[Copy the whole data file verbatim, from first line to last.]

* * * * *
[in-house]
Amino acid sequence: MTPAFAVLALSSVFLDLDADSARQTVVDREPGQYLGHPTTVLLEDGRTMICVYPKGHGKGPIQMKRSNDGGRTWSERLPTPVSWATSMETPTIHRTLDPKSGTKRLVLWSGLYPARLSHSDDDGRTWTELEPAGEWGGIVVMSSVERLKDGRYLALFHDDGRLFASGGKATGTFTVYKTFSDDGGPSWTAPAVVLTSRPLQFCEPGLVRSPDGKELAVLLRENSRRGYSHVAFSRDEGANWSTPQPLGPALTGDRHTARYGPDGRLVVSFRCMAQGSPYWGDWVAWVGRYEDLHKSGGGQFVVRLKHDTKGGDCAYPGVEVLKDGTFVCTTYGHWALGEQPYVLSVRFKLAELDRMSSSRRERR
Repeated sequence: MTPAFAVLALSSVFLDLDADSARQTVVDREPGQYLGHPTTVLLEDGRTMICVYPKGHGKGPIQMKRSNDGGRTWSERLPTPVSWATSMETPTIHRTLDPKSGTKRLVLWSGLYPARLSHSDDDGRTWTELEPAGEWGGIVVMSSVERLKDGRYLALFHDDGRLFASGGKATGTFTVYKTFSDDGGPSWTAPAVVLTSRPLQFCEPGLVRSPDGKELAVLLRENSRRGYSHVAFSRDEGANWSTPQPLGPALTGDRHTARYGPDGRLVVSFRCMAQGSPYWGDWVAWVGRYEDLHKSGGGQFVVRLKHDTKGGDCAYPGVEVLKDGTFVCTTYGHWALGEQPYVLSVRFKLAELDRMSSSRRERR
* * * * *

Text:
[in-house]
Amino acid sequence: MTPAFAVLALSSVFLDLDADSARQTVVDREPGQYLGHPTTVLLEDGRTMICVYPKGHGKGPIQMKRSNDGGRTWSERLPTPVSWATSMETPTIHRTLDPKSGTKRLVLWSGLYPARLSHSDDDGRTWTELEPAGEWGGIVVMSSVERLKDGRYLALFHDDGRLFASGGKATGTFTVYKTFSDDGGPSWTAPAVVLTSRPLQFCEPGLVRSPDGKELAVLLRENSRRGYSHVAFSRDEGANWSTPQPLGPALTGDRHTARYGPDGRLVVSFRCMAQGSPYWGDWVAWVGRYEDLHKSGGGQFVVRLKHDTKGGDCAYPGVEVLKDGTFVCTTYGHWALGEQPYVLSVRFKLAELDRMSSSRRERR
Repeated sequence: MTPAFAVLALSSVFLDLDADSARQTVVDREPGQYLGHPTTVLLEDGRTMICVYPKGHGKGPIQMKRSNDGGRTWSERLPTPVSWATSMETPTIHRTLDPKSGTKRLVLWSGLYPARLSHSDDDGRTWTELEPAGEWGGIVVMSSVERLKDGRYLALFHDDGRLFASGGKATGTFTVYKTFSDDGGPSWTAPAVVLTSRPLQFCEPGLVRSPDGKELAVLLRENSRRGYSHVAFSRDEGANWSTPQPLGPALTGDRHTARYGPDGRLVVSFRCMAQGSPYWGDWVAWVGRYEDLHKSGGGQFVVRLKHDTKGGDCAYPGVEVLKDGTFVCTTYGHWALGEQPYVLSVRFKLAELDRMSSSRRERR